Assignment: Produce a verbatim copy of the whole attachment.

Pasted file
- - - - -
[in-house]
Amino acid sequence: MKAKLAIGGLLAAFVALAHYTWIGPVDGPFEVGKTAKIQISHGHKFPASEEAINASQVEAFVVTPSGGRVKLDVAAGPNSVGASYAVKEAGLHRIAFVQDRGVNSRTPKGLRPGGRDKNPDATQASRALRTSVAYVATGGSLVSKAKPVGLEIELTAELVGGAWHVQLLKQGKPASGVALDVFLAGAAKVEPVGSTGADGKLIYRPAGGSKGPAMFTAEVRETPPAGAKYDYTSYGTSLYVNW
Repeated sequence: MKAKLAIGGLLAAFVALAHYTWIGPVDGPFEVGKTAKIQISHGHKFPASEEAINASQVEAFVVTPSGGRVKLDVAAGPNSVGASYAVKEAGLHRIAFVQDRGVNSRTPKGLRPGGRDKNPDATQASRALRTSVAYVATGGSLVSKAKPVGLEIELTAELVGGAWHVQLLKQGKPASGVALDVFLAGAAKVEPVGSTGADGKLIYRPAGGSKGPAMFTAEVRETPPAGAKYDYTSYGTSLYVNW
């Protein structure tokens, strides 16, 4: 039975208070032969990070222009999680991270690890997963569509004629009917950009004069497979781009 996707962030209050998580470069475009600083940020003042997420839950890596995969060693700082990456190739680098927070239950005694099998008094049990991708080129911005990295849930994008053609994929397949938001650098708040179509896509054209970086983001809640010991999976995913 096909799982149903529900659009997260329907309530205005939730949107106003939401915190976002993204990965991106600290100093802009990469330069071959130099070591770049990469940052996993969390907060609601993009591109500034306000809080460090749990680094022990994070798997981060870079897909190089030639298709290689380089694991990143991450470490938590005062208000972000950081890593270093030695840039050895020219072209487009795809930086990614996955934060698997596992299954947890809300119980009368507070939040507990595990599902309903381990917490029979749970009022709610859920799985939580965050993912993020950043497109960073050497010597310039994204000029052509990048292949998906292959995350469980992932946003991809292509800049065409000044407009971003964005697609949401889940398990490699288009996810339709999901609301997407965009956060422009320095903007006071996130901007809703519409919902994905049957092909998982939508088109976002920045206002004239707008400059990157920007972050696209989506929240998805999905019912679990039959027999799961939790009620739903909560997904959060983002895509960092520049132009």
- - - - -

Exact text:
[in-house]
Amino acid sequence: MKAKLAIGGLLAAFVALAHYTWIGPVDGPFEVGKTAKIQISHGHKFPASEEAINASQVEAFVVTPSGGRVKLDVAAGPNSVGASYAVKEAGLHRIAFVQDRGVNSRTPKGLRPGGRDKNPDATQASRALRTSVAYVATGGSLVSKAKPVGLEIELTAELVGGAWHVQLLKQGKPASGVALDVFLAGAAKVEPVGSTGADGKLIYRPAGGSKGPAMFTAEVRETPPAGAKYDYTSYGTSLYVNW
Repeated sequence: MKAKLAIGGLLAAFVALAHYTWIGPVDGPFEVGKTAKIQISHGHKFPASEEAINASQVEAFVVTPSGGRVKLDVAAGPNSVGASYAVKEAGLHRIAFVQDRGVNSRTPKGLRPGGRDKNPDATQASRALRTSVAYVATGGSLVSKAKPVGLEIELTAELVGGAWHVQLLKQGKPASGVALDVFLAGAAKVEPVGSTGADGKLIYRPAGGSKGPAMFTAEVRETPPAGAKYDYTSYGTSLYVNW
């Protein structure tokens, strides 16, 4: 039975208070032969990070222009999680991270690890997963569509004629009917950009004069497979781009 996707962030209050998580470069475009600083940020003042997420839950890596995969060693700082990456190739680098927070239950005694099998008094049990991708080129911005990295849930994008053609994929397949938001650098708040179509896509054209970086983001809640010991999976995913 096909799982149903529900659009997260329907309530205005939730949107106003939401915190976002993204990965991106600290100093802009990469330069071959130099070591770049990469940052996993969390907060609601993009591109500034306000809080460090749990680094022990994070798997981060870079897909190089030639298709290689380089694991990143991450470490938590005062208000972000950081890593270093030695840039050895020219072209487009795809930086990614996955934060698997596992299954947890809300119980009368507070939040507990595990599902309903381990917490029979749970009022709610859920799985939580965050993912993020950043497109960073050497010597310039994204000029052509990048292949998906292959995350469980992932946003991809292509800049065409000044407009971003964005697609949401889940398990490699288009996810339709999901609301997407965009956060422009320095903007006071996130901007809703519409919902994905049957092909998982939508088109976002920045206002004239707008400059990157920007972050696209989506929240998805999905019912679990039959027999799961939790009620739903909560997904959060983002895509960092520049132009």